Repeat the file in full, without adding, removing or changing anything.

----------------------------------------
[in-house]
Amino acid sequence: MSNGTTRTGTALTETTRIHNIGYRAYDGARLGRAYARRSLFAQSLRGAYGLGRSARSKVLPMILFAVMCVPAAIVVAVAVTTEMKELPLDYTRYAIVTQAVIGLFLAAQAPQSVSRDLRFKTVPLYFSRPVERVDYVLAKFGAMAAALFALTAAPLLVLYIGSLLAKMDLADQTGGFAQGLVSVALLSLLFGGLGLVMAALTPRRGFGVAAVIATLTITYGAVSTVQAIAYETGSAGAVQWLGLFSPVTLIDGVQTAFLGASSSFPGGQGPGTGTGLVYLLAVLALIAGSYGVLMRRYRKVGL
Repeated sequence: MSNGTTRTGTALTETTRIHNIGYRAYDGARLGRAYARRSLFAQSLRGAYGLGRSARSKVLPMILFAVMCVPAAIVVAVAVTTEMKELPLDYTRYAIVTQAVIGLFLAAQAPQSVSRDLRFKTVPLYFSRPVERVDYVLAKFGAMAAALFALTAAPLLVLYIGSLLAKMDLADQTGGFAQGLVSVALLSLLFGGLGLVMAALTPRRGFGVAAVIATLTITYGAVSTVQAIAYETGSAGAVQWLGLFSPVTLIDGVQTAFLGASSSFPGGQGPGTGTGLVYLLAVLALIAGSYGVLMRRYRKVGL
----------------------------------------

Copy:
[in-house]
Amino acid sequence: MSNGTTRTGTALTETTRIHNIGYRAYDGARLGRAYARRSLFAQSLRGAYGLGRSARSKVLPMILFAVMCVPAAIVVAVAVTTEMKELPLDYTRYAIVTQAVIGLFLAAQAPQSVSRDLRFKTVPLYFSRPVERVDYVLAKFGAMAAALFALTAAPLLVLYIGSLLAKMDLADQTGGFAQGLVSVALLSLLFGGLGLVMAALTPRRGFGVAAVIATLTITYGAVSTVQAIAYETGSAGAVQWLGLFSPVTLIDGVQTAFLGASSSFPGGQGPGTGTGLVYLLAVLALIAGSYGVLMRRYRKVGL
Repeated sequence: MSNGTTRTGTALTETTRIHNIGYRAYDGARLGRAYARRSLFAQSLRGAYGLGRSARSKVLPMILFAVMCVPAAIVVAVAVTTEMKELPLDYTRYAIVTQAVIGLFLAAQAPQSVSRDLRFKTVPLYFSRPVERVDYVLAKFGAMAAALFALTAAPLLVLYIGSLLAKMDLADQTGGFAQGLVSVALLSLLFGGLGLVMAALTPRRGFGVAAVIATLTITYGAVSTVQAIAYETGSAGAVQWLGLFSPVTLIDGVQTAFLGASSSFPGGQGPGTGTGLVYLLAVLALIAGSYGVLMRRYRKVGL